PubMed | Royal Womens Hospital, Premature Infant Follow Up Programme and Neonatal Medicine and., Murdoch Childrens Research Institute, Victorian Infant Brain Studies and. and 4 more.
Type: Journal Article | Journal: Pediatrics | Year: 2015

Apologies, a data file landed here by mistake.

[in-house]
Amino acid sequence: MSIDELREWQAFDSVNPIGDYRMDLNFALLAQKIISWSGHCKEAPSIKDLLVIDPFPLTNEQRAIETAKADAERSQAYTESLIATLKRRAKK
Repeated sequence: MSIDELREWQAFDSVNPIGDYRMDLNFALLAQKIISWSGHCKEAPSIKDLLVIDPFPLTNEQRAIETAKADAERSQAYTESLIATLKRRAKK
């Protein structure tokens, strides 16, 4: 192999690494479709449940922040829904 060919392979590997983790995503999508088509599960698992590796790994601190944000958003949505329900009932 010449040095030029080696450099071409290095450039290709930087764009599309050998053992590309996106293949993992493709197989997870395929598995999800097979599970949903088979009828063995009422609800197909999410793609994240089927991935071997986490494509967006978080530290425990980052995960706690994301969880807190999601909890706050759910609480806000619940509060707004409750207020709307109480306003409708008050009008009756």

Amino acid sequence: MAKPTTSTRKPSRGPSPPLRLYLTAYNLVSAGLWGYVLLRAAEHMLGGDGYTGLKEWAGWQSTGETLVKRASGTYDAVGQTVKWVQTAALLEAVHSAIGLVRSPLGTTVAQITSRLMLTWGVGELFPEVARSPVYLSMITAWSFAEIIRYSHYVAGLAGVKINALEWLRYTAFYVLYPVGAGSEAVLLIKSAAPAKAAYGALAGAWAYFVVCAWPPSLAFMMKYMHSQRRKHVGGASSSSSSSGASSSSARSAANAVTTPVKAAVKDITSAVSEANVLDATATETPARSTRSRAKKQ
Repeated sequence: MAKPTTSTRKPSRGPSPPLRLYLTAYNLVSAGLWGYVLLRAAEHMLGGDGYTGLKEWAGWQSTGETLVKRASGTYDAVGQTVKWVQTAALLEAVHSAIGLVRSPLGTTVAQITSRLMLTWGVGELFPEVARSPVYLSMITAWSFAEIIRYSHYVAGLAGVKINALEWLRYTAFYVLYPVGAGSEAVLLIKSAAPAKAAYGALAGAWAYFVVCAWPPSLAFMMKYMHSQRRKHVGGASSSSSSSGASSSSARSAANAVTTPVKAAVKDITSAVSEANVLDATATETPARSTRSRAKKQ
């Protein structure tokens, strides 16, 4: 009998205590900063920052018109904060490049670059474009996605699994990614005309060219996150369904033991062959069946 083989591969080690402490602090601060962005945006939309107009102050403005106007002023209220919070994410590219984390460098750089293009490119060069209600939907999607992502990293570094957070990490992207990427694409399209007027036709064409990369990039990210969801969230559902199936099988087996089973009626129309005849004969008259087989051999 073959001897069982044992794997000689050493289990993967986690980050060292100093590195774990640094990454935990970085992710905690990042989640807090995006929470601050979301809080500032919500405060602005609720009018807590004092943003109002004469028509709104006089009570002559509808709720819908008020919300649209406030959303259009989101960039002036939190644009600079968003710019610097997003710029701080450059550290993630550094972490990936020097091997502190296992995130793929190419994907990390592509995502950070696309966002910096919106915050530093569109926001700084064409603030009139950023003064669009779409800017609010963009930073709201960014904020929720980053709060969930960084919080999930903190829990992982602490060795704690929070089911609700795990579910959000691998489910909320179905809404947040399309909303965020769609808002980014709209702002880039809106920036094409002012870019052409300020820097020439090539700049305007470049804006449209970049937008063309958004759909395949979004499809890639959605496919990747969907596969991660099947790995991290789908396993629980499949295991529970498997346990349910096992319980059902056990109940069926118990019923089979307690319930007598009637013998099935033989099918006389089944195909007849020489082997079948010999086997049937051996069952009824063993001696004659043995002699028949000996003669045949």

Extremely preterm (EP; <28 weeks) birth and extremely low birth weight (ELBW; <1000 g) are risk factors for poor cognitive outcomes, including in executive function (EF; higher-order cognitive skills necessary for goal-directed, adaptive functioning and important for academic and behavioral-emotional outcomes). We aimed to (1) extend the limited data on EF in EP/ELBW survivors in adolescence compared with normal birth weight controls, and (2) determine changes in EF between ages 8 and 17 years in both groups.Two hundred twenty-eight EP/ELBW and 166 control adolescents (mean age, 17 years) from a prospective geographical cohort were assessed with multiple EF tasks, and parent- and self-ratings of behavioral EF. The Rey Complex Figure and Behavior Rating Inventory of Executive Function parent report were also administered at age 8 years, enabling examination of change in scores between childhood and adolescence.EP/ELBW adolescents performed more poorly than controls in verbal processing speed, attentional control, cognitive flexibility, and goal-setting (effect sizes, -0.7 to -0.2 SD), but not psychomotor reaction time. Group differences were of similar magnitude across tasks. From childhood to late adolescence, EP/ELBW children improved their accuracy of the Rey Complex Figure copy more than controls. According to parents, executive behaviors were largely stable over time in both groups.Adolescents born EP/ELBW have poorer EF skills across multiple domains than controls. From childhood to late adolescence, different aspects of EF improved, but others did not, underscoring the need for multidomain, longitudinal assessments in this high-risk population.